For nearly five years, Dirk Nowitzki, Mark Cuban and Jason Terry have had to live with the pain of losing the 2006 NBA Finals to the Miami Heat. After leading the series 2-0, the Mavericks lost four straight to end the series. After returning to the Western Conference Finals for the first time since that season, the Dallas Mavericks took on the Oklahoma City Thunder with only one thing in mind; reach the NBA Finals and give themselves a chance to redeem their loss. This is their story.
The be all and end all of this series can be summed up in two words; Dirk Nowitzki. Like so many superstars before him, the 7-foot German sharpshooter sat his team squarely on his shoulders and carried them all the way to the 2011 NBA Finals. In a near-perfect display, Nowitzki averaged over 32 points per contest on 55% shooting, while leading the Dallas Mavericks to a 4-1 series win over the Thunder. [caption id="attachment_870" align="alignleft" width="200" caption="This is what Scott Brooks will see in his dreams all offseason"][/caption] Along the way, Nowitzki not only removed the label of soft underachiever that has been attached to him like a mark of shame since their 2006 capitulation, but the former League MVP also made history, hitting 24 free throws without a miss, breaking Paul Pierce’s single game record of 23, set during the 2003 Playoffs. To top it off for Dirk, he made an astonishing 59 of 61 free throws during the series, which, according to ESPN, was previously held by Celtics’ Hall of Famer, Larry Bird. For the Mavs, this series was all about Dirk, experience, and depth. Over the series, the Mavericks second unit, consisting primarily of Jason Terry, Peja Stojakovic and JJ Barea, combined to average over 37 points per game against the Thunder, including a tone-setting 53-point outburst in a victorious Game 1. On top of their exceptional depth, the hardened playoff experiences of Jason Terry, Jason Kidd, Nowitzki and former Phoenix Sun Shawn Marion, who exploded for 26 points in the decisive Game 5 victory, helped the Mavericks pull off two exceptional late game comebacks to close out the series.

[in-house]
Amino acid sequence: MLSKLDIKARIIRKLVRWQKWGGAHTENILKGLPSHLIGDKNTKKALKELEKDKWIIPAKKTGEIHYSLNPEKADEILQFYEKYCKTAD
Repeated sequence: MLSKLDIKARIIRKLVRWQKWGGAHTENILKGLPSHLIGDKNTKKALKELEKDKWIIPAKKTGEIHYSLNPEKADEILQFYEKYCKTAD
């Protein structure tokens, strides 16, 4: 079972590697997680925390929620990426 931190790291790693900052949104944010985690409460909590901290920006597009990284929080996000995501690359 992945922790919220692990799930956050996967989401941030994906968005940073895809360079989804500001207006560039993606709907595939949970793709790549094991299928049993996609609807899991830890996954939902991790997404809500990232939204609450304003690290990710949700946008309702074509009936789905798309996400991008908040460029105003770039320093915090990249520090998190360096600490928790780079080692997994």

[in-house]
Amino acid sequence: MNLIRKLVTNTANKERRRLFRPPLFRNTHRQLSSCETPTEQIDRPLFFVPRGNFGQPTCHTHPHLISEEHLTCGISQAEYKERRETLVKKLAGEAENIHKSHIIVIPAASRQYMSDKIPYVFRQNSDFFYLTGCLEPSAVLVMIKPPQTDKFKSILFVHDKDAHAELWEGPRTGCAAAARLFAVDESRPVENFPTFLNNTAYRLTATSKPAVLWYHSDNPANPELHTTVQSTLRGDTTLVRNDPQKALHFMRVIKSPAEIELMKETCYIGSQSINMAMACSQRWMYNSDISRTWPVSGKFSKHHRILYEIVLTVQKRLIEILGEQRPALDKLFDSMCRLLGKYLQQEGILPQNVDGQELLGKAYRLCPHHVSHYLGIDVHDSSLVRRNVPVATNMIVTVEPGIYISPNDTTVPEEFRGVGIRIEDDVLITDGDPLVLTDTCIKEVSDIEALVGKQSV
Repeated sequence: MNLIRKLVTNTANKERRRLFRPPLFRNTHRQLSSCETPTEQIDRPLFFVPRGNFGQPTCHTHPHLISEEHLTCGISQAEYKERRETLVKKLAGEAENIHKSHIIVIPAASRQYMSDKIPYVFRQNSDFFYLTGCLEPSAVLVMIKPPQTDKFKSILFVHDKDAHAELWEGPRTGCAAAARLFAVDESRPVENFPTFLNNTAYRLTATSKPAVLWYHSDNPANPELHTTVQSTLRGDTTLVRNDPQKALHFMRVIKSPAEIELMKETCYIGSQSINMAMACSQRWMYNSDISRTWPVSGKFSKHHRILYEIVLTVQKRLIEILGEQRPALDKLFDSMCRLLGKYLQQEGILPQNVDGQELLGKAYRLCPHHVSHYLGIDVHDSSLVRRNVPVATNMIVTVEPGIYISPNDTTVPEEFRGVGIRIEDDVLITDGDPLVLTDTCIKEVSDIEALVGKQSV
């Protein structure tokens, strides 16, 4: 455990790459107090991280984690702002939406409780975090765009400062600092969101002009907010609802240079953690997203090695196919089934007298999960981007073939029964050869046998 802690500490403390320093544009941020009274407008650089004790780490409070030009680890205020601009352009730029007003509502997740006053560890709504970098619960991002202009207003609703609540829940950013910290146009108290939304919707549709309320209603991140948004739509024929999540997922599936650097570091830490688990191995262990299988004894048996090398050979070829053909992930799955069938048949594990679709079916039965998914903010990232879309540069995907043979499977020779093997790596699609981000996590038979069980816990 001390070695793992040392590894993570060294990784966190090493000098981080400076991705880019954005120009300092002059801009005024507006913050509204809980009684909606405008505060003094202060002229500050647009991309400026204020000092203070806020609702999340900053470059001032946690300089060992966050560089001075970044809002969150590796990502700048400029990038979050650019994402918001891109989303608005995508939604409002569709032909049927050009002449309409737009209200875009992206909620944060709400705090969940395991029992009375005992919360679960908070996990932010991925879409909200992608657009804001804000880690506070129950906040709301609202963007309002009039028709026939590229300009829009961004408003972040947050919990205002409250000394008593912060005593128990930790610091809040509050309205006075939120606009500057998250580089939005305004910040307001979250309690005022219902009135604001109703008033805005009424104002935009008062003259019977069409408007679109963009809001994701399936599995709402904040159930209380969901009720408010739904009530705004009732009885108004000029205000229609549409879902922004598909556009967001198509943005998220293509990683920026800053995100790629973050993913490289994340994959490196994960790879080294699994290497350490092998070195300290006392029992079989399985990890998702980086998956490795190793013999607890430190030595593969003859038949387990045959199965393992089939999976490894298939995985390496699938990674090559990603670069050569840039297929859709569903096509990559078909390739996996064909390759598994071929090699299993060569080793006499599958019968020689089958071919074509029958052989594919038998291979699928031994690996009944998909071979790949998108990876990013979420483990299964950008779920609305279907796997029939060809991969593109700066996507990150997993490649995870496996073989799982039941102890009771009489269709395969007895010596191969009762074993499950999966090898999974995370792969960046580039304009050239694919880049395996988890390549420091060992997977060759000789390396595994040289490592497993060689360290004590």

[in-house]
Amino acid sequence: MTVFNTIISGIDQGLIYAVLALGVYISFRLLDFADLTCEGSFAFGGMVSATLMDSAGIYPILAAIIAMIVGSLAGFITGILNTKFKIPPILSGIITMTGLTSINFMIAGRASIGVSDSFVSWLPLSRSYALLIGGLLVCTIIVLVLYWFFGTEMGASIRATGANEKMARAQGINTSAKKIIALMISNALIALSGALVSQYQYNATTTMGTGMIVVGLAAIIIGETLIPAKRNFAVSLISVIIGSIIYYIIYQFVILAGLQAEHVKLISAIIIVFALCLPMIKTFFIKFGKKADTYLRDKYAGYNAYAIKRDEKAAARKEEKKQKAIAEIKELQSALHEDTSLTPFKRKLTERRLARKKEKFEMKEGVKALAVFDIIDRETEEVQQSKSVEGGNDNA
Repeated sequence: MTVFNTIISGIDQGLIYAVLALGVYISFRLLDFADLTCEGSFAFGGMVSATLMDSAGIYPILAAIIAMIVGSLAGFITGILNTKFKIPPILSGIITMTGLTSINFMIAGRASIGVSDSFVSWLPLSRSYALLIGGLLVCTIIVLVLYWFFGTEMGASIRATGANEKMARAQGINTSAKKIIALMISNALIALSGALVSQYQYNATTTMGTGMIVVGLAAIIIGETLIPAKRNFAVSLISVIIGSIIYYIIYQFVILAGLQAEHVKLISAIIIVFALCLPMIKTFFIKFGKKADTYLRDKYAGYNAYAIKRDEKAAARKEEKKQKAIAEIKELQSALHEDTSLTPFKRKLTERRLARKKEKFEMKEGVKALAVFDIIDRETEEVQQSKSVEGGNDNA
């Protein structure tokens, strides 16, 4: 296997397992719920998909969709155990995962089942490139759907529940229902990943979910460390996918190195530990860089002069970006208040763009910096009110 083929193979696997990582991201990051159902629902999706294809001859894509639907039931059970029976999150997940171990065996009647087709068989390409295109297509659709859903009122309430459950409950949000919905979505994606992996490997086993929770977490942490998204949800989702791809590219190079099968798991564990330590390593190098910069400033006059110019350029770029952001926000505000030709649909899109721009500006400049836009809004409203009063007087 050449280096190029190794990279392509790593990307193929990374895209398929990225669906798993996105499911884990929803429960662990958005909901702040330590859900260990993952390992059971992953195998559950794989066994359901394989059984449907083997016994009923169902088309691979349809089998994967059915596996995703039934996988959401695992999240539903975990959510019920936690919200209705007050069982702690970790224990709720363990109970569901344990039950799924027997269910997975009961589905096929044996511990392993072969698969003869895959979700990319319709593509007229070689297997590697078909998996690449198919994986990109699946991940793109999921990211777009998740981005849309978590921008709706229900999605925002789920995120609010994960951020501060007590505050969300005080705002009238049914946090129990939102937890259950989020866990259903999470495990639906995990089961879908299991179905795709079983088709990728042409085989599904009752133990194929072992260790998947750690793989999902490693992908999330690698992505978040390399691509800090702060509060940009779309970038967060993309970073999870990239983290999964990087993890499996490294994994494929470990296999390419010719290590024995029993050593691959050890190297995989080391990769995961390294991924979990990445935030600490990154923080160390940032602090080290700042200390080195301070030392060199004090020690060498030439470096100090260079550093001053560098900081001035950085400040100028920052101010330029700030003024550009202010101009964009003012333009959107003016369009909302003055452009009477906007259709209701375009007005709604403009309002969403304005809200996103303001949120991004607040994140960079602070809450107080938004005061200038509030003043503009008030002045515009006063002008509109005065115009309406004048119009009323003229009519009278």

For the Thunder, their lack of playoff experience shone through in the fourth quarters of Games 4 and 5. Even though two-time scoring champion Kevin Durant combined with All-Star point Guard Russell Westbrook to average over 51 points a game this series, the clever defense of the much older Dallas outfit limited the young tandem to a combined 39% from the field. The poor shooting from the Thunder’s two best players, together with sloppy ball-handling (the Thunder combined for more [caption id="attachment_871" align="alignright" width="200" caption="With a nucleus of Kevin Durant (left) and Russell Westbrook still intact, the Thunder will be contenders for years"][/caption] than 15 turnovers per game), excellent perimeter defense, the poor play of Kendrick Perkins and utter annihilation of any defender Dirk faced, doomed the younger Thunder in this series. Unfortunately for Russell Westbrook, a large chunk of the Thunder’s poor shooting and alarmingly high turnover rate can be directly attributed to his performance. To his credit, Westbrook averaged over 23 points per game, but his erratic play resulted in nearly five turnovers a contest. When you include that he missed 64 of his 100 field goals during the series, it is easy to see why the Mavericks were able to use their experience and late game clutch performances to eliminate a team that, I’m sure, we will see in the Western Conference Finals for many more years to come.